This porous system is evident in Haggana’s southernmost district, where in the last two decades, community residents have accessed water from community-installed piping systems. In the late 1990s, community leaders, with the blessing of state bureaucrats, tapped into nearby official water systems to avoid the expensive chokehold on water by local informal providers. The residents used left-behind piping from electoral campaigns, bribed state water engineers for engineering expertise, and tapped into the local labour network of plumbers, diggers, and maintenance workers. They also employed a permanent “valve man” to direct the flow of water to streets connected to this “ashwai’’ network. Their gehood zateya efforts installed what the state denied them—a fully networked water system. Much like their marginalized counterparts elsewhere in Cairo, this community was able to break the illusion of a state-led engineering monopoly.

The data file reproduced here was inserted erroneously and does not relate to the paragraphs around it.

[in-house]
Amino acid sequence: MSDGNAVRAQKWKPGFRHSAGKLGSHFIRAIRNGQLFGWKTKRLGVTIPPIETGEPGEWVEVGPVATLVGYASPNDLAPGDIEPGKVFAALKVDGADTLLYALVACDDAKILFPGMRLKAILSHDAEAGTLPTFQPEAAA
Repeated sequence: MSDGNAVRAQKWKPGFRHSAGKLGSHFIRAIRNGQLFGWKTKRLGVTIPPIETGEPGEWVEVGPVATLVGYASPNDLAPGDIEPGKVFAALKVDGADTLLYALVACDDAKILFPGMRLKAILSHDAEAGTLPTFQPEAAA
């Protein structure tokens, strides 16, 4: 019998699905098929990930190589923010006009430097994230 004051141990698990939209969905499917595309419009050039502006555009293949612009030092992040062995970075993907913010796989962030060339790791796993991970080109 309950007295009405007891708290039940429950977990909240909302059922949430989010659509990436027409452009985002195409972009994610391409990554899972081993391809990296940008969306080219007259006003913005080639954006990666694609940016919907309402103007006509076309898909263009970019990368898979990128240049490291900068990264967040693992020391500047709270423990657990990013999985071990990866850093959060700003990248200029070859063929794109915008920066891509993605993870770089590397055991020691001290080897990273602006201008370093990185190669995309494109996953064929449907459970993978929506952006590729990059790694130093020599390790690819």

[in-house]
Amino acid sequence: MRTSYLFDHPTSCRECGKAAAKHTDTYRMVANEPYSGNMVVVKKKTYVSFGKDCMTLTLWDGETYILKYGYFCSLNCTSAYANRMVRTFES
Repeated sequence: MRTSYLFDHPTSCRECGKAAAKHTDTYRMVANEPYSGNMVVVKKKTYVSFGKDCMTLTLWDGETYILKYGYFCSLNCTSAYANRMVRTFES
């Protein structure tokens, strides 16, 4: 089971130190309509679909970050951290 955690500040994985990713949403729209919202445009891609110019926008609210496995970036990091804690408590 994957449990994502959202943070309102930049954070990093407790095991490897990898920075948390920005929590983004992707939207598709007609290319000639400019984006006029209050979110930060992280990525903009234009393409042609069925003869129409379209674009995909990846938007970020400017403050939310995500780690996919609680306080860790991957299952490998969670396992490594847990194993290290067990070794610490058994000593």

In the late 2000s, state-led infrastructures were introduced across Cairo. Bureaucrats tasked with putting in state-owned infrastructure place shallow pipes hurriedly to avoid disrupting community systems. In a reversal of roles, they have even used local community leaders’ expertise to navigate underground engineering, and avoid breakages in the older systems. These actions created a deep reliance of formal engineering on bottom-up interventions, and firmly established a regime of interdependency between the two structures.